Eighteen years ago this month, I received a call from an editor at Tor Books asking me if I could please send his way all the completed chapters and outlines of what would become my first published novel, Children of Amarid. It took a while to get the contract settled, another fourteen months passed before I turned in the completed first draft of the book, and it took two years after that (revisions, polishing, production issues) to get the book out in stores. But still, this is the eighteenth anniversary of what I think of as the beginning of my writing career.
In the time since, I have published eleven more books and several short stories. I have two more books in production and several others written and still looking for a home. My career has seen high points, low points and everything in between, and I have learned a lot about the industry along the way. A lot of what I’ve learned has surprised me, and I thought it might be illustrative to look at the five things that have surprised me most about being a published author. Perhaps this will help you address some of your pre-conceived notions. Or maybe you’ll just enjoy seeing how foolish and naive I was when I started out. And so, in particular order:
1) Let’s start with one lesson that was in many ways the most painful I learned along the way. I had no idea that the production process for a novel was so involved and so lengthy. I should probably point out that not every novel is in production for two years as my first one was. That book needed a lot of work. And because I was a newbie with no backlist, no previous books to promote with the new release, Tor felt comfortable pushing my book back in the schedule a couple of times. But the fact remains that a book handed in to a traditional publisher on, say, March 5, 2012, might not be released until the spring of 2013. Some publishers are faster than others; Tor can be fairly deliberate with their schedule. It’s important to remember, though, that a lot has to happen in the production process. The developmental edit, the copyedit, the proofing of the galleys. Plus, promotion needs some lead time, as does the art department. Lag times of a year or more are not at all uncommon. Why was this painful for me? Well, because my father was alive when I got the contract, and I kept on telling him that the book would be out soon. But it was pushed back time and again, and he died a few months before the book was finally published. He never saw any of my work in print.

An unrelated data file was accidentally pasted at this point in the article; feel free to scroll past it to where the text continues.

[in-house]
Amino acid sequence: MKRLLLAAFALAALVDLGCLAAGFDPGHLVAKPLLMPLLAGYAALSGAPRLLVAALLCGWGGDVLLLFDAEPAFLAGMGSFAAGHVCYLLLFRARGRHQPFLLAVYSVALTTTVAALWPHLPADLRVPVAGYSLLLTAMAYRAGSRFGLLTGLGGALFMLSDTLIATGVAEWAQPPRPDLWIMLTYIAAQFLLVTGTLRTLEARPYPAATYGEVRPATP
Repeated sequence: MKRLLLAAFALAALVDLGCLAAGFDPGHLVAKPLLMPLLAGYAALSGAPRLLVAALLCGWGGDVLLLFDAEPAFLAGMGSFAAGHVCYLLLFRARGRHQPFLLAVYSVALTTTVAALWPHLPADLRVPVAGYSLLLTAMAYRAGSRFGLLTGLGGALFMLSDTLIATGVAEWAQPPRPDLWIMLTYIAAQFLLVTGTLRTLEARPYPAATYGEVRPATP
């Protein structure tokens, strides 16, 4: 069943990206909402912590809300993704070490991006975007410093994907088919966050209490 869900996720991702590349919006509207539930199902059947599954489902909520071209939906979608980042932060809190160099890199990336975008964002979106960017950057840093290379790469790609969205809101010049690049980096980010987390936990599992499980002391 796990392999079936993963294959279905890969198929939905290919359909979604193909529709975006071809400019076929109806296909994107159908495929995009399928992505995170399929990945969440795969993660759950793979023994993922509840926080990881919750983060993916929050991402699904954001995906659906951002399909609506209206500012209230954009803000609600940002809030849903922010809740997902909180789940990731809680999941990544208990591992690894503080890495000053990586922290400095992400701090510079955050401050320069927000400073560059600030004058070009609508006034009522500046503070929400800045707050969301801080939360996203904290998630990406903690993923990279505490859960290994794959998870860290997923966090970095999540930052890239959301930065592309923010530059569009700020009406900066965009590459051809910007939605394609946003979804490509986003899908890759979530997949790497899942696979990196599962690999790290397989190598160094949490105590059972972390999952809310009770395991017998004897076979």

2) Promotion for books by midlist authors is limited, to say the least. I figured before I sold my first novel that there would be a big publicity push when my book came out, because, you know, it was a book and I wrote it. But publicity for most authors consists of a couple of advertisements in trade magazines and journals, a few advanced reader copies sent to reviewers, and maybe some help with getting the word out about signings, although not with arranging the signings themselves. Also, kind of a corollary to this one, the better known an author is, the better the book is expected to do, the MORE publicity dollars that book gets. It seems a bit counter intuitive, I know. I mean, Stephen King’s new book doesn’t need publicity nearly as much as mine does. But it’s a return-on-investment thing. The big names get the big bucks; the small names, not so much.